It is worth noticing that, in the model for the thermal noise, the fact that the correlation amplitude of the pump noises is not strictly equal to 1 leads to a larger contribution to the beat note phase noise than the unbalanced pumping of the two modes . We could thus expect a stronger phase noise suppression to occur with a single–mode fibered pump ensuring and delivering enough power like in [Liu:18OL], provided such a single–mode fiber–coupled high–power diode laser would exist around 673 nm. Furthermore, we observe a discrepancy reaching almost 10 dB at 10 kHz between the model and the measurements. The experimental spectra exhibit a slope for frequencies below 300 kHz whereas the theoretical model exhibits a larger slope in . This means that the model for thermal noise fails reproducing the flicker like frequency noise which is experimentally demonstrated. Therefore, this model would deserve to be further refined. To do so, a microscopic approach would be necessary. Indeed, the theoretical plots in Fig. 6 have been obtained using an oversimplified model in which the frequency response function of the thermal effect is approximated by a simple second–order low–pass filter with a cut–off frequency given by . could be derived for example using a semi–analytic method like in [Reichling:1994], which would take into account the detailed structure of the semiconductor chip.

5 Conclusion

In conclusion, we have demonstrated a tremendous reduction of the beat note phase-noise of a dual–frequency VECSEL operating at 852 nm with multi–mode pumping. This reduction comes as a result of the fully in–phase correlated pumping (with correlation amplitude and phase ) with very low gain–competition (). This has been made possible using amplitude–division of a multi–mode fibered pump diode, which creates spatially separated pump spot fitting the modes and originating from the same pump source. This work is moreover consistent with the theoretical predictions. This novel multi–mode fibered pump scheme, allowing low noise dual–frequency operation, can be applied to all wavelengths for which there exists no commercial suitable single-mode fibered pump laser diode. Furthermore, even for wavelengths for which single-mode fibered pump lasers exist, this pumping scheme can prove useful to use the larger power of multi–mode pumps while keeping a low phase noise operation.

The dual–frequency VECSEL studied here delivers a beat note in the range of few hundreds of MHz, through the use of an isotropic YAG etalon of thickness 100 m. This setup could be adapted to produce higher frequency betnotes by optimizing the etalon, as was recently performed to get a beatnote frequency tunable around 9.2 GHz [Dumont:14]. This makes our setup useful to all possible applications of dual–frequency VECSELs. For example, our noise reduction strategy could be applied to CPT cesium clocks. In this case, the stringent needs in terms of noise for the laser source were evaluated in [Tricot:2018, Dumont:15]. For example, a RIN level as low as -150 dB/Hz up to 1 MHz is required to target a relative frequency stability at 1 s integration time. Both the use of our novel pumping architecture and implementation of an OPLL could improve the phase and intensity noises. To this aim, a source of low noise RF reference, as reported in [Francois:14], will be required. The simultaneous stabilization of both the frequency difference on a RF reference and the absolute laser frequency on an atomic transition has also been investigated in [Camargo:13] in such a context. The two frequency lockings were not perturbing one another. Notice also that there should be solutions to reduce the volume and the influence of environmental perturbations on the laser. For example, industrial integration of single-frequency VECSELs is currently being explored [Chomet:18]. Such techniques could represent promising potential solutions for dual–frequency VECSELs in view of developing more compact atomic clocks.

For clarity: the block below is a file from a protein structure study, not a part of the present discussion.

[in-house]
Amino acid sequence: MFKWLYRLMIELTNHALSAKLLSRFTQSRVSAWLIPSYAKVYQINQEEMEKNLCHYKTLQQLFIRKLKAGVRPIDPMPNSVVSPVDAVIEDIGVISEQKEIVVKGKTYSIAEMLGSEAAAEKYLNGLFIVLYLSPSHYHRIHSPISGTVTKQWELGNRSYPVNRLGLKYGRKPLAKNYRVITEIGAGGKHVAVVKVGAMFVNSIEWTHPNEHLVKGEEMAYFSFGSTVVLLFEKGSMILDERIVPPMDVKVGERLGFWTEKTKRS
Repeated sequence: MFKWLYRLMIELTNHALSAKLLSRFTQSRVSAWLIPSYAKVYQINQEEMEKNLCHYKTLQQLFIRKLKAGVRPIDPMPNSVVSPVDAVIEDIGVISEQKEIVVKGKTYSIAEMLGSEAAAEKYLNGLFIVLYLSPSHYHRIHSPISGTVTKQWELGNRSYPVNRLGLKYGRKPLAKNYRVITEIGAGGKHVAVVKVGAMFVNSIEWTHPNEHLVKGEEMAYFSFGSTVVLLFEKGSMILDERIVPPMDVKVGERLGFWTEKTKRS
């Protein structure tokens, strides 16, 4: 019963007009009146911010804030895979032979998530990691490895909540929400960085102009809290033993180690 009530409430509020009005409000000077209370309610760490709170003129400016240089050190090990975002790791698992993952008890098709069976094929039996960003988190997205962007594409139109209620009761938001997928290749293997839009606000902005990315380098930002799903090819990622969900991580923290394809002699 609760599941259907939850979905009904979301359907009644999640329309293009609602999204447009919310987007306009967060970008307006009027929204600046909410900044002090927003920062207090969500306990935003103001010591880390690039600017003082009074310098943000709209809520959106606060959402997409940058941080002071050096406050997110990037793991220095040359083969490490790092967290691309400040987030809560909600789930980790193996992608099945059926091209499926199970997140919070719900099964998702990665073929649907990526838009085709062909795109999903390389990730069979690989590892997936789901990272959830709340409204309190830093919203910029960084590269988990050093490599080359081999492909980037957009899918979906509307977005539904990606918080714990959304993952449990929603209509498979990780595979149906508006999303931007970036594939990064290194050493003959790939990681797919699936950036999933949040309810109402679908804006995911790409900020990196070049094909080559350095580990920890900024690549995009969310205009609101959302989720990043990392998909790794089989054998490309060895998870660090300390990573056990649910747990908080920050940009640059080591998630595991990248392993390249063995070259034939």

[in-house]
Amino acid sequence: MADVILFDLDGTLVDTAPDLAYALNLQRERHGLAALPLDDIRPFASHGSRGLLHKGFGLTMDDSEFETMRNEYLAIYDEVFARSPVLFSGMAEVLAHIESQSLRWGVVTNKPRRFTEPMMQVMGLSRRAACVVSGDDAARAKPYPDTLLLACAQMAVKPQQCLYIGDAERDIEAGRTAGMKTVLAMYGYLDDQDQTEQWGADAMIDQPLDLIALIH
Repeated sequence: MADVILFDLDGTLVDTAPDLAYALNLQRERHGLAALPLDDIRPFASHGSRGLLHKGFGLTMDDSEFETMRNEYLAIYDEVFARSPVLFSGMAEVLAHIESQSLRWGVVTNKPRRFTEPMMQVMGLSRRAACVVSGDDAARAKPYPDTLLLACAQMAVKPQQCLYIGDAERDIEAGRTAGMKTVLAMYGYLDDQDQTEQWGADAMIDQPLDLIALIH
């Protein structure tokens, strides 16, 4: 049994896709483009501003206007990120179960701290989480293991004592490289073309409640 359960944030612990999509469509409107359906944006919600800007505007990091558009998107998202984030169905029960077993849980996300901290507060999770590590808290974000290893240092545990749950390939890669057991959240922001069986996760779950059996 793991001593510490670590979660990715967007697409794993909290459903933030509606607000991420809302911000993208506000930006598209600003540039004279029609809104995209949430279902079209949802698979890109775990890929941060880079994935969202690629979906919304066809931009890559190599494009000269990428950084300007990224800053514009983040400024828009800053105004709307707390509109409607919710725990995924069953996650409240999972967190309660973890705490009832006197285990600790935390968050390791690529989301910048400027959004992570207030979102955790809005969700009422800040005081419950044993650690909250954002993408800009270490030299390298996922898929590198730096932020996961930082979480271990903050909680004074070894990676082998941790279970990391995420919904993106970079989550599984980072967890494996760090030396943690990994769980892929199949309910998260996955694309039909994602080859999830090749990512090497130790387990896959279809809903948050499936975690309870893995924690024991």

Moreover, the implementation of an OPLL for our dual–frequency VECSEL with improved multi–mode pumping architecture will permit further characterization of the noise properties of these lasers, especially at low frequencies. In particular, a new model for the thermal noise needs to be developed, taking into account the microscopic structure of the semiconductor laser and the particular dual–spot pumping geometry. It will allow us to gain a deeper understanding of the remaining phase noise and will benefit to all applications of dual–frequency VECSELs.

Finally, let us mention that our dual–spot pumping strategy may find applications beyond cw dual–frequency VECSELs. For example, it could be used to reduce the noise of dual–polarization MIXSELs that are presently developed to perform dual–comb spectroscopy [Link:2018].

Funding

Agence Nationale de la Recherche (grant number ANR-15-CE24-0010-04) ; Direction Générale de l’Armement (DGA).

Acknowledgments

The work of HL, FB, FG, GG and GB is performed in the framework of the joint lab between Laboratoire Aimé Cotton and Thales R&T. The authors thank Grégoire Pillet, Syamsundar De, Christophe Siour, Gaëlle Lucas-Leclin and Sylvie Janicot for technical help and valuable discussions.

References